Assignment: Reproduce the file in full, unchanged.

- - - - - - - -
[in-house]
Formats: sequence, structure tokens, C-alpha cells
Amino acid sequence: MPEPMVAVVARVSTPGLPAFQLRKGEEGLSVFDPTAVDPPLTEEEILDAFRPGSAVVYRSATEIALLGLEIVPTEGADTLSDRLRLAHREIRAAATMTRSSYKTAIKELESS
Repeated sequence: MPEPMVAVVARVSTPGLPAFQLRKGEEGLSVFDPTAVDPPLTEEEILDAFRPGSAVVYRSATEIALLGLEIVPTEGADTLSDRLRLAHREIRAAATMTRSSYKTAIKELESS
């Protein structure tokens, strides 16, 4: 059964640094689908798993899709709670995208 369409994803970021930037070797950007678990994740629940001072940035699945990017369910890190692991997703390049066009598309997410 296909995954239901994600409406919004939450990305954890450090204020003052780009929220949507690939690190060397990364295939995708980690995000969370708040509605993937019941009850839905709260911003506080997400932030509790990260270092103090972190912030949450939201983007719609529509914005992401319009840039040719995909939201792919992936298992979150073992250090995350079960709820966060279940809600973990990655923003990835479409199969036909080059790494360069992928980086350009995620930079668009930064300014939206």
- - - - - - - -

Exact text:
[in-house]
Formats: sequence, structure tokens, C-alpha cells
Amino acid sequence: MPEPMVAVVARVSTPGLPAFQLRKGEEGLSVFDPTAVDPPLTEEEILDAFRPGSAVVYRSATEIALLGLEIVPTEGADTLSDRLRLAHREIRAAATMTRSSYKTAIKELESS
Repeated sequence: MPEPMVAVVARVSTPGLPAFQLRKGEEGLSVFDPTAVDPPLTEEEILDAFRPGSAVVYRSATEIALLGLEIVPTEGADTLSDRLRLAHREIRAAATMTRSSYKTAIKELESS
């Protein structure tokens, strides 16, 4: 059964640094689908798993899709709670995208 369409994803970021930037070797950007678990994740629940001072940035699945990017369910890190692991997703390049066009598309997410 296909995954239901994600409406919004939450990305954890450090204020003052780009929220949507690939690190060397990364295939995708980690995000969370708040509605993937019941009850839905709260911003506080997400932030509790990260270092103090972190912030949450939201983007719609529509914005992401319009840039040719995909939201792919992936298992979150073992250090995350079960709820966060279940809600973990990655923003990835479409199969036909080059790494360069992928980086350009995620930079668009930064300014939206």